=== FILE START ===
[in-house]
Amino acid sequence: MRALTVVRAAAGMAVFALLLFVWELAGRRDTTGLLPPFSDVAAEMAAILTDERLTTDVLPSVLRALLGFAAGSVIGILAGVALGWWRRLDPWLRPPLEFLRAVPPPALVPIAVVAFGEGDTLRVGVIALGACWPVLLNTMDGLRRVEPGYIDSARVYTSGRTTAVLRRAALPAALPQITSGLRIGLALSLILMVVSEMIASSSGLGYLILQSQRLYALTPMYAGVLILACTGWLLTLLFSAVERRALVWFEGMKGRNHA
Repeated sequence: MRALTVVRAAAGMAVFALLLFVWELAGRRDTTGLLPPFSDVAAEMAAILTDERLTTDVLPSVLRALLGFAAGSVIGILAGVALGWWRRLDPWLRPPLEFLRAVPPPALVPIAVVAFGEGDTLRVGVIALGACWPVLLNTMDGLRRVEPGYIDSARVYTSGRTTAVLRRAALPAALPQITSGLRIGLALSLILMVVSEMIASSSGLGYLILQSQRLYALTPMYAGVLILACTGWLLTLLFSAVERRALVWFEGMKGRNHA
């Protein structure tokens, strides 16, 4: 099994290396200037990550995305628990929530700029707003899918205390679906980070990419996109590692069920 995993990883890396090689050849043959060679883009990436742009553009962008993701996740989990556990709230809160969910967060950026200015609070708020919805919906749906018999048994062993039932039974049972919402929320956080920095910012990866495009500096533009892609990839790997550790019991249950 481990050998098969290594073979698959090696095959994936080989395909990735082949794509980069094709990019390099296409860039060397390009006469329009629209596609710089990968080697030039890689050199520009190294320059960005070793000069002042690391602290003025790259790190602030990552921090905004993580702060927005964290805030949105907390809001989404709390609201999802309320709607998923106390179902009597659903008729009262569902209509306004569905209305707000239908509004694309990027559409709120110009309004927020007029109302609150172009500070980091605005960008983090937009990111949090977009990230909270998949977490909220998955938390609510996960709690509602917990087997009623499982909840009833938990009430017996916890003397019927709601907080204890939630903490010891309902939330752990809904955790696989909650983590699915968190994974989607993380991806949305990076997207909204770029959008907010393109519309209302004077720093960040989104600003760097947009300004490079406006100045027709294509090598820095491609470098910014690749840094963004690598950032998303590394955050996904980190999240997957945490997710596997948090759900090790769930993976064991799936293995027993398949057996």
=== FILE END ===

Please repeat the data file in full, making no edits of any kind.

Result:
[in-house]
Amino acid sequence: MRALTVVRAAAGMAVFALLLFVWELAGRRDTTGLLPPFSDVAAEMAAILTDERLTTDVLPSVLRALLGFAAGSVIGILAGVALGWWRRLDPWLRPPLEFLRAVPPPALVPIAVVAFGEGDTLRVGVIALGACWPVLLNTMDGLRRVEPGYIDSARVYTSGRTTAVLRRAALPAALPQITSGLRIGLALSLILMVVSEMIASSSGLGYLILQSQRLYALTPMYAGVLILACTGWLLTLLFSAVERRALVWFEGMKGRNHA
Repeated sequence: MRALTVVRAAAGMAVFALLLFVWELAGRRDTTGLLPPFSDVAAEMAAILTDERLTTDVLPSVLRALLGFAAGSVIGILAGVALGWWRRLDPWLRPPLEFLRAVPPPALVPIAVVAFGEGDTLRVGVIALGACWPVLLNTMDGLRRVEPGYIDSARVYTSGRTTAVLRRAALPAALPQITSGLRIGLALSLILMVVSEMIASSSGLGYLILQSQRLYALTPMYAGVLILACTGWLLTLLFSAVERRALVWFEGMKGRNHA
């Protein structure tokens, strides 16, 4: 099994290396200037990550995305628990929530700029707003899918205390679906980070990419996109590692069920 995993990883890396090689050849043959060679883009990436742009553009962008993701996740989990556990709230809160969910967060950026200015609070708020919805919906749906018999048994062993039932039974049972919402929320956080920095910012990866495009500096533009892609990839790997550790019991249950 481990050998098969290594073979698959090696095959994936080989395909990735082949794509980069094709990019390099296409860039060397390009006469329009629209596609710089990968080697030039890689050199520009190294320059960005070793000069002042690391602290003025790259790190602030990552921090905004993580702060927005964290805030949105907390809001989404709390609201999802309320709607998923106390179902009597659903008729009262569902209509306004569905209305707000239908509004694309990027559409709120110009309004927020007029109302609150172009500070980091605005960008983090937009990111949090977009990230909270998949977490909220998955938390609510996960709690509602917990087997009623499982909840009833938990009430017996916890003397019927709601907080204890939630903490010891309902939330752990809904955790696989909650983590699915968190994974989607993380991806949305990076997207909204770029959008907010393109519309209302004077720093960040989104600003760097947009300004490079406006100045027709294509090598820095491609470098910014690749840094963004690598950032998303590394955050996904980190999240997957945490997710596997948090759900090790769930993976064991799936293995027993398949057996």